Part I: Getting There
Part II: Cuzco to Machu Picchu
Part III: Approaching Machu Picchu via Train
Part IV: How to Buy Tickets for Machu Picchu and How I Almost Screwed It All Up
Part V: Machu Picchu in Pictures
Part VI: Wrapping up the trip in Cuzco

The Gateway to Peru’s Sacred Valley.  Wow, that’s an incredible claim for a city.  Sounds epic, right?  Did Cuzco live up to it?

Let’s get you caught up

In my first post of this trip report, my friend Bethany and I went to Machu Picchu last August.  We found some cheap airfares and with a combination of paid flights and British Airways Avios flights found ourselves high in the mountains of Peru in one of it’s most famous towns: Cuzco.

cuzco peru machupichu

Our LAN A320 (thanks Rick!)

We landed very early in the morning on a Sunday, so most things were closed in the town.  There were quite a few taxis waiting for us.  I normally hate the melee of taxi drivers yelling for your business, but I speak Spanish pretty well and felt more in control of the situation.  There was a driver who was very calm and had a pleasant smile who I selected for negotiations.  So where would we go?

Plazas de Armas

In Spain, the main squares of the town are usually called Plaza Mayor.  In most of South America, they’re called Plaza de Armas.  Indeed Cuzco has a very famous Plaza de Armas and I thought that’d be a good place to kill some time, so we negotiated a fare (always negotiate before getting in a Peruvian taxi) and set off.

cuzco peru machupichu

Cuzco Plaza de Armas

The Plaza was awash in morning light and we searched for a place to grab some breakfast.  There was only one place open we found and it was right on the plaza, which meant we probably overpaid by double.  Prices were still very reasonable (about $10/person for a great breakfast of protein and…protein) so that was good.

cuzco peru machupichu

Our breakfast spot overlooking the Plaza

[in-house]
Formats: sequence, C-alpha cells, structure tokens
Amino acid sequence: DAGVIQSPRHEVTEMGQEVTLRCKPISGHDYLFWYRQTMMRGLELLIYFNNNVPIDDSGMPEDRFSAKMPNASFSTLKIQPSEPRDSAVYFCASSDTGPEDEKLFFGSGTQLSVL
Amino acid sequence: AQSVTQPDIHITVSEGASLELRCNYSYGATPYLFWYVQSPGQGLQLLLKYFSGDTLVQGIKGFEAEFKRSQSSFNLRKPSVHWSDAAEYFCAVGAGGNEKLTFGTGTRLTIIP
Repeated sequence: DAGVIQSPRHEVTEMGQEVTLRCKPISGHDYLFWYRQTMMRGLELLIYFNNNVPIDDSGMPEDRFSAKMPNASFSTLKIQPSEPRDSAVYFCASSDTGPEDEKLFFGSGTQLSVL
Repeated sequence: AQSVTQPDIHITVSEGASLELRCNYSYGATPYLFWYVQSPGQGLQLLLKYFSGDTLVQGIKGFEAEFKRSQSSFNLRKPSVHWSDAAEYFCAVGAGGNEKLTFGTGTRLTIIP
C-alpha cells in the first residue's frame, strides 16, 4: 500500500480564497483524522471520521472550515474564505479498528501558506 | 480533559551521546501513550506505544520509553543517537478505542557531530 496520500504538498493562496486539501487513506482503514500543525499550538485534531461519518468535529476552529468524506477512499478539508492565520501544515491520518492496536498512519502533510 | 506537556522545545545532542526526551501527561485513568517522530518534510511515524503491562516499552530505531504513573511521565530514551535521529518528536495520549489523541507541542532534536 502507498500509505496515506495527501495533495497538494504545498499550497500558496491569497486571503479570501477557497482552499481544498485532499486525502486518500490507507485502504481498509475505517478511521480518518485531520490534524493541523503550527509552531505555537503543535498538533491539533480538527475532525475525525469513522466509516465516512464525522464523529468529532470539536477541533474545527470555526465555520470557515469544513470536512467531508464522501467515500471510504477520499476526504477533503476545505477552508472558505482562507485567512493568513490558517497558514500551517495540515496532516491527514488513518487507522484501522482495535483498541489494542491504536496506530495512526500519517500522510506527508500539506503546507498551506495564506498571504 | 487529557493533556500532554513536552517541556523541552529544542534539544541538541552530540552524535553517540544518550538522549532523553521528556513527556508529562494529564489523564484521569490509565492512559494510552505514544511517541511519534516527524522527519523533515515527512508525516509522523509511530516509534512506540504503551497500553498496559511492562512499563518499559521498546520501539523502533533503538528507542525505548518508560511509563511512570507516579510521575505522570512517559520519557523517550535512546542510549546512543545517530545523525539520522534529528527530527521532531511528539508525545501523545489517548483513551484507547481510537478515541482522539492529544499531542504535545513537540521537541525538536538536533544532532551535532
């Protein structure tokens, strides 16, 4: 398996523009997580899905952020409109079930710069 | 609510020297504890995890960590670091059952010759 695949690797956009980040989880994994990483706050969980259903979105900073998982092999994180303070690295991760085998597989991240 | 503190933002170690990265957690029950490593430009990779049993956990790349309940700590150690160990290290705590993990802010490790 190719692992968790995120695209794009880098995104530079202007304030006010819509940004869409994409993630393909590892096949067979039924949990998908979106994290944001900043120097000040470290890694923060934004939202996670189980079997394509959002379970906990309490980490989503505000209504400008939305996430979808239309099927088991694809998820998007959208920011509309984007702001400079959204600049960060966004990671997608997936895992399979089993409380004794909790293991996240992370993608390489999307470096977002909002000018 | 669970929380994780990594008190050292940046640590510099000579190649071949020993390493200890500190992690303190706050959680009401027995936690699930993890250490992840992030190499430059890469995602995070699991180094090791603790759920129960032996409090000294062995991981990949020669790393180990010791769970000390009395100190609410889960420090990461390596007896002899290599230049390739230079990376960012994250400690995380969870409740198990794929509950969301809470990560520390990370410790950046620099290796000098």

After breakfast we walked around the Plaza a bit to avoid falling asleep.

cuzco peru machupichu

Plaza fountain

This was my first ever trip with my new (at the time) camera, so I was eager to take a bunch of pictures.

Cuzco Peru machupichu

Plaza de Armas, Cuzco

There was some sort of ceremony honoring the police, so I was careful not to upset anyone by taking pictures.  We escaped off down an alley to find some authentic Peruvian coffee.

Cuzco Peru Machupichu

Alley in Cuzco, Peru

cuzco peru machupichu

Church Roof, Cuzco

You’ll hate me, but this is the “authentic” Peruvian coffee we found.

cuzco peru machupichu

Ouch.

The entrance to the Starbucks was actually pretty hard to find (that should’ve been our signal to find someplace more local, but I digress).  If you’re in Cuzco and you’re facing the Starbucks, it’s down the alley to your right.  Take the first left into the courtyard and walk up the stairs to your left and you’ll enter the Starbucks.  Look for this awesome door, the stairs go right above it.

cuzco peru machupichu

Cool looking door in the courtyard

But wait, why were we killing time you ask?  Well, getting to Machu Picchu is actually a pretty complex endeavor.

Planes, trains, and automobiles

Yes, you usually need all three to get to Machu Picchu.  Cuzco is the nearest airport to the citadel and is where just about everyone flies into.  The town next to Machu Picchu is called Aguas Calientes (meaning: Caliente Waters).  As the crow flies Cuzco and Aguas Calientes are not that far apart, but man it takes a while to get there!

Option #1: You can take a train from Cuzco to Aguas Calientes direct.  But as always there’s a stipulation you need to be aware of: this train sells out quickly (tickets are incredibly easy to book at www.perurail.com).  Also, the train station from where this train departs is not in Cuzco, it’s in a small town about 10km away called Poroy.

Option #2: There’s a town called Ollantaybambo about halfway between Cuzco and Machu Picchu.  You can take a train from Ollantaybambo to Aguas Calientes direct (I called it the “we waited too late to book the Cuzco-Aguas train” town).  This town isn’t very big, nor very nice, but there are quite a few Sacred Valley of the Incas sites nearby so some people stay here for a night or two.  How do you get to Ollantaybambo?  You can either take a taxi (runs $30-35) or a small bus called a colectivo, which is much cheaper but will tend to run on its own schedule.

There is no way to drive to Aguas Calientes, it must be reached by train.

We chose Option 2.  We hired a taxi and were driven to Ollantaybambo.  It was an enjoyable ride except for the speed bumps every so often.  We stopped and purchased some Inka Colas (Coke’s brand down in Peru) for the driver and me while the driver got gas.  All in all a relatively pretty drive and we ended up in Ollantaybambo about an hour and a half later no worse for wear.

 

Up next: the train ride to Aguas Calientes as we prepare to set foot in one of the most incredible places the world has ever seen.

BoardingArea

 

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